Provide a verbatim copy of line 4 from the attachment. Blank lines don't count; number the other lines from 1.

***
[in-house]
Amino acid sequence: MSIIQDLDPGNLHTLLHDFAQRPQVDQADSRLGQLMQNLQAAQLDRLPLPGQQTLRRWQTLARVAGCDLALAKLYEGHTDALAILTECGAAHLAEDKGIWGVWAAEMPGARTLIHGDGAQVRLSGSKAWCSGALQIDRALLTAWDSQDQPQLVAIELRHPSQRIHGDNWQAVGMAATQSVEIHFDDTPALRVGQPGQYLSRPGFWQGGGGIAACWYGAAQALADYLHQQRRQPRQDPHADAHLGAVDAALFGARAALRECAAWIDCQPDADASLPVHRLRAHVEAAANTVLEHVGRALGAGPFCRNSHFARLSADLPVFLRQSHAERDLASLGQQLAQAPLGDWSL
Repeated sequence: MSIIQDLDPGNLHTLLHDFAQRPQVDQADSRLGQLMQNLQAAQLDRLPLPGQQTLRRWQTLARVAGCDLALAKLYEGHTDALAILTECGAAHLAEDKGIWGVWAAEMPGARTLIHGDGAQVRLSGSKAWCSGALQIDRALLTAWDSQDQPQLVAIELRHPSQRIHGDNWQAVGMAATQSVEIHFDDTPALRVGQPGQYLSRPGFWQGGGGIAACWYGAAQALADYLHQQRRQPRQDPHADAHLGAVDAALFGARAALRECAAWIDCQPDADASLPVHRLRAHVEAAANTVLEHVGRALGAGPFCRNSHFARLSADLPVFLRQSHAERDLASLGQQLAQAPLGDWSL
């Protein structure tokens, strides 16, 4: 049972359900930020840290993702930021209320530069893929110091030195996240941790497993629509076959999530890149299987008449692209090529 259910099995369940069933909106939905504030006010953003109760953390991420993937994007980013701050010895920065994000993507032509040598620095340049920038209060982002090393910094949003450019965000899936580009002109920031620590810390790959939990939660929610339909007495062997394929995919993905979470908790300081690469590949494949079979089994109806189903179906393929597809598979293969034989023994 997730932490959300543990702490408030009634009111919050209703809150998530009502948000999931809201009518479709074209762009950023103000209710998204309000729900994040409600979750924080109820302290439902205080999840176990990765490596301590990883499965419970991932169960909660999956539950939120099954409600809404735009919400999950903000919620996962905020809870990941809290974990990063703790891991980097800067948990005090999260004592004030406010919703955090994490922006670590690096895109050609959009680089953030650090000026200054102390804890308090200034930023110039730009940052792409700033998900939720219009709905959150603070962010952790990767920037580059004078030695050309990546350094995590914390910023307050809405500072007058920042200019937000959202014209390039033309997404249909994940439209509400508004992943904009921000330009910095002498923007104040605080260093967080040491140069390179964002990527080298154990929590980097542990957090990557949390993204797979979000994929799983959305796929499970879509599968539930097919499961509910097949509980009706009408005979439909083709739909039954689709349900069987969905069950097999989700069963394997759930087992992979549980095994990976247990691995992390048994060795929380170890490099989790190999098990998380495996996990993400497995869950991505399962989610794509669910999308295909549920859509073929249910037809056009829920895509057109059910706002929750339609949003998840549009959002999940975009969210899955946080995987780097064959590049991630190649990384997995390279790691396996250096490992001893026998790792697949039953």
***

């Protein structure tokens, strides 16, 4: 049972359900930020840290993702930021209320530069893929110091030195996240941790497993629509076959999530890149299987008449692209090529 259910099995369940069933909106939905504030006010953003109760953390991420993937994007980013701050010895920065994000993507032509040598620095340049920038209060982002090393910094949003450019965000899936580009002109920031620590810390790959939990939660929610339909007495062997394929995919993905979470908790300081690469590949494949079979089994109806189903179906393929597809598979293969034989023994 997730932490959300543990702490408030009634009111919050209703809150998530009502948000999931809201009518479709074209762009950023103000209710998204309000729900994040409600979750924080109820302290439902205080999840176990990765490596301590990883499965419970991932169960909660999956539950939120099954409600809404735009919400999950903000919620996962905020809870990941809290974990990063703790891991980097800067948990005090999260004592004030406010919703955090994490922006670590690096895109050609959009680089953030650090000026200054102390804890308090200034930023110039730009940052792409700033998900939720219009709905959150603070962010952790990767920037580059004078030695050309990546350094995590914390910023307050809405500072007058920042200019937000959202014209390039033309997404249909994940439209509400508004992943904009921000330009910095002498923007104040605080260093967080040491140069390179964002990527080298154990929590980097542990957090990557949390993204797979979000994929799983959305796929499970879509599968539930097919499961509910097949509980009706009408005979439909083709739909039954689709349900069987969905069950097999989700069963394997759930087992992979549980095994990976247990691995992390048994060795929380170890490099989790190999098990998380495996996990993400497995869950991505399962989610794509669910999308295909549920859509073929249910037809056009829920895509057109059910706002929750339609949003998840549009959002999940975009969210899955946080995987780097064959590049991630190649990384997995390279790691396996250096490992001893026998790792697949039953």